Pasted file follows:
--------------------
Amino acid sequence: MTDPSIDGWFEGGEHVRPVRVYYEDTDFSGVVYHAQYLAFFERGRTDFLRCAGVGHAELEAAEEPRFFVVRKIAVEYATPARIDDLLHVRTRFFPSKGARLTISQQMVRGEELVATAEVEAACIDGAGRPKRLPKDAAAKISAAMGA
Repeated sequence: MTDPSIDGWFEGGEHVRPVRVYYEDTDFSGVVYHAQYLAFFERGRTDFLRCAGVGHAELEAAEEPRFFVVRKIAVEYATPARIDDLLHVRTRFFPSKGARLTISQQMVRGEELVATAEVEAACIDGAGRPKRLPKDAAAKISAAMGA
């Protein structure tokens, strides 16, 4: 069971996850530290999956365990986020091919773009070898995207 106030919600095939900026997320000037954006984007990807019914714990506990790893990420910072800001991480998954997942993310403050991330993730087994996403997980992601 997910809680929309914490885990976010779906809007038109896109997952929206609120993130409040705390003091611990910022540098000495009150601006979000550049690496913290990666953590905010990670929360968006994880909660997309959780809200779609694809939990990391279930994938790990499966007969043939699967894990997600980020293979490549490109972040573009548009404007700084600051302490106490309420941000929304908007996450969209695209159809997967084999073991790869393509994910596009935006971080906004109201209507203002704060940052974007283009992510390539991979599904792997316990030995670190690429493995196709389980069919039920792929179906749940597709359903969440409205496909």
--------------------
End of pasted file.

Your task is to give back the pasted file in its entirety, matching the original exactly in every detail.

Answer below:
Amino acid sequence: MTDPSIDGWFEGGEHVRPVRVYYEDTDFSGVVYHAQYLAFFERGRTDFLRCAGVGHAELEAAEEPRFFVVRKIAVEYATPARIDDLLHVRTRFFPSKGARLTISQQMVRGEELVATAEVEAACIDGAGRPKRLPKDAAAKISAAMGA
Repeated sequence: MTDPSIDGWFEGGEHVRPVRVYYEDTDFSGVVYHAQYLAFFERGRTDFLRCAGVGHAELEAAEEPRFFVVRKIAVEYATPARIDDLLHVRTRFFPSKGARLTISQQMVRGEELVATAEVEAACIDGAGRPKRLPKDAAAKISAAMGA
């Protein structure tokens, strides 16, 4: 069971996850530290999956365990986020091919773009070898995207 106030919600095939900026997320000037954006984007990807019914714990506990790893990420910072800001991480998954997942993310403050991330993730087994996403997980992601 997910809680929309914490885990976010779906809007038109896109997952929206609120993130409040705390003091611990910022540098000495009150601006979000550049690496913290990666953590905010990670929360968006994880909660997309959780809200779609694809939990990391279930994938790990499966007969043939699967894990997600980020293979490549490109972040573009548009404007700084600051302490106490309420941000929304908007996450969209695209159809997967084999073991790869393509994910596009935006971080906004109201209507203002704060940052974007283009992510390539991979599904792997316990030995670190690429493995196709389980069919039920792929179906749940597709359903969440409205496909």